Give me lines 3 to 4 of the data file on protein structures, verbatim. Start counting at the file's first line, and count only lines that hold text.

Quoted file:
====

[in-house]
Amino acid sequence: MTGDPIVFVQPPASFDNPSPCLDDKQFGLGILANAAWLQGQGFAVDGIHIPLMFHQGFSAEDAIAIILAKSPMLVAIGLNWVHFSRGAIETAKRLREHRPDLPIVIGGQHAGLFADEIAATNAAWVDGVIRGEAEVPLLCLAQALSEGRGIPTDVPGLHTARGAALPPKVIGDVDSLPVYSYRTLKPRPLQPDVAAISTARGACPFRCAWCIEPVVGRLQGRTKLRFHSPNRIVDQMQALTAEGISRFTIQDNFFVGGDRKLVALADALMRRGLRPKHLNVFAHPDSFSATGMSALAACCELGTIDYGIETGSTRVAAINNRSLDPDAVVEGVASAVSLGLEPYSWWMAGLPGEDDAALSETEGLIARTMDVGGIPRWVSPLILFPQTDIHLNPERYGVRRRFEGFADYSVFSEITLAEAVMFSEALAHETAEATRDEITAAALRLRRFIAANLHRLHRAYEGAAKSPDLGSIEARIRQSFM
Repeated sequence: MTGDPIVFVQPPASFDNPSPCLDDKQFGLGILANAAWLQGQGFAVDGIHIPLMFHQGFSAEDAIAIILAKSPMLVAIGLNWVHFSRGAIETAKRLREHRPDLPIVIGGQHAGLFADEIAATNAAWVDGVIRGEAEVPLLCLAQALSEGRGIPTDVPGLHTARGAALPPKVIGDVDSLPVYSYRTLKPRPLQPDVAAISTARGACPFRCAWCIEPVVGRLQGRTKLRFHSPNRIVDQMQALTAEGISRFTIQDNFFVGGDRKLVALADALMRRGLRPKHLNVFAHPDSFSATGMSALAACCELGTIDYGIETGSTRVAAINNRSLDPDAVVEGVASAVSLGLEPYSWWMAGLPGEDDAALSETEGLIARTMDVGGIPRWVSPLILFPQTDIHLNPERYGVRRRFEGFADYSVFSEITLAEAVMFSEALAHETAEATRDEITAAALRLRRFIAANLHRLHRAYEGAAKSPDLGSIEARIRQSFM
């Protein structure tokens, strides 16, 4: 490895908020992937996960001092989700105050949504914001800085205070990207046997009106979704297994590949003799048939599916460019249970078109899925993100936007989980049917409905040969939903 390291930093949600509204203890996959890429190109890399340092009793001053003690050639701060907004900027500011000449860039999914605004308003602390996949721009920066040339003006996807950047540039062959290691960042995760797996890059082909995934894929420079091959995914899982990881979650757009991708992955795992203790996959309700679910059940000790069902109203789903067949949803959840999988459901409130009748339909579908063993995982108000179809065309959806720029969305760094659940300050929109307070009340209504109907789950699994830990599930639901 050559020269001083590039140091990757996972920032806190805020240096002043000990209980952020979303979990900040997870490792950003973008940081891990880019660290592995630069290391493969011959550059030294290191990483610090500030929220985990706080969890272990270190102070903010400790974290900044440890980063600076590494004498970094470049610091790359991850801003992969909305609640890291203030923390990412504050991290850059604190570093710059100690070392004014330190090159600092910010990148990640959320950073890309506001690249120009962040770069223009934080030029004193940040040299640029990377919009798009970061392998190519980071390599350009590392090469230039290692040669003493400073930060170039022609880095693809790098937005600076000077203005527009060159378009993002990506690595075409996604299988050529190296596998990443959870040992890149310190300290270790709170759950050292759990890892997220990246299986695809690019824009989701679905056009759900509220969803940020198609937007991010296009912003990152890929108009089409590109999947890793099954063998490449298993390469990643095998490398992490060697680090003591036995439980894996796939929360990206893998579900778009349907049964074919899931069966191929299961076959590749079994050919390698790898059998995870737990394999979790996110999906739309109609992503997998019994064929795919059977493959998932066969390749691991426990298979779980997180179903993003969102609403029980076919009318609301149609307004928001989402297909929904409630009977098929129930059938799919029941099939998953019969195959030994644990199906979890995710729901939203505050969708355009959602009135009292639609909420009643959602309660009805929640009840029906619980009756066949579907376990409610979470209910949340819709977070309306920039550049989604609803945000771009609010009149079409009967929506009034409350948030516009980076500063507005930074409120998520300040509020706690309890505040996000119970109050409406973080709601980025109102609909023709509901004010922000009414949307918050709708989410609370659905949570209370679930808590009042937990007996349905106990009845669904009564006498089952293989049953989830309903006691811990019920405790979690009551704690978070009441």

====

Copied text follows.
Repeated sequence: MTGDPIVFVQPPASFDNPSPCLDDKQFGLGILANAAWLQGQGFAVDGIHIPLMFHQGFSAEDAIAIILAKSPMLVAIGLNWVHFSRGAIETAKRLREHRPDLPIVIGGQHAGLFADEIAATNAAWVDGVIRGEAEVPLLCLAQALSEGRGIPTDVPGLHTARGAALPPKVIGDVDSLPVYSYRTLKPRPLQPDVAAISTARGACPFRCAWCIEPVVGRLQGRTKLRFHSPNRIVDQMQALTAEGISRFTIQDNFFVGGDRKLVALADALMRRGLRPKHLNVFAHPDSFSATGMSALAACCELGTIDYGIETGSTRVAAINNRSLDPDAVVEGVASAVSLGLEPYSWWMAGLPGEDDAALSETEGLIARTMDVGGIPRWVSPLILFPQTDIHLNPERYGVRRRFEGFADYSVFSEITLAEAVMFSEALAHETAEATRDEITAAALRLRRFIAANLHRLHRAYEGAAKSPDLGSIEARIRQSFM
């Protein structure tokens, strides 16, 4: 490895908020992937996960001092989700105050949504914001800085205070990207046997009106979704297994590949003799048939599916460019249970078109899925993100936007989980049917409905040969939903 390291930093949600509204203890996959890429190109890399340092009793001053003690050639701060907004900027500011000449860039999914605004308003602390996949721009920066040339003006996807950047540039062959290691960042995760797996890059082909995934894929420079091959995914899982990881979650757009991708992955795992203790996959309700679910059940000790069902109203789903067949949803959840999988459901409130009748339909579908063993995982108000179809065309959806720029969305760094659940300050929109307070009340209504109907789950699994830990599930639901 050559020269001083590039140091990757996972920032806190805020240096002043000990209980952020979303979990900040997870490792950003973008940081891990880019660290592995630069290391493969011959550059030294290191990483610090500030929220985990706080969890272990270190102070903010400790974290900044440890980063600076590494004498970094470049610091790359991850801003992969909305609640890291203030923390990412504050991290850059604190570093710059100690070392004014330190090159600092910010990148990640959320950073890309506001690249120009962040770069223009934080030029004193940040040299640029990377919009798009970061392998190519980071390599350009590392090469230039290692040669003493400073930060170039022609880095693809790098937005600076000077203005527009060159378009993002990506690595075409996604299988050529190296596998990443959870040992890149310190300290270790709170759950050292759990890892997220990246299986695809690019824009989701679905056009759900509220969803940020198609937007991010296009912003990152890929108009089409590109999947890793099954063998490449298993390469990643095998490398992490060697680090003591036995439980894996796939929360990206893998579900778009349907049964074919899931069966191929299961076959590749079994050919390698790898059998995870737990394999979790996110999906739309109609992503997998019994064929795919059977493959998932066969390749691991426990298979779980997180179903993003969102609403029980076919009318609301149609307004928001989402297909929904409630009977098929129930059938799919029941099939998953019969195959030994644990199906979890995710729901939203505050969708355009959602009135009292639609909420009643959602309660009805929640009840029906619980009756066949579907376990409610979470209910949340819709977070309306920039550049989604609803945000771009609010009149079409009967929506009034409350948030516009980076500063507005930074409120998520300040509020706690309890505040996000119970109050409406973080709601980025109102609909023709509901004010922000009414949307918050709708989410609370659905949570209370679930808590009042937990007996349905106990009845669904009564006498089952293989049953989830309903006691811990019920405790979690009551704690978070009441």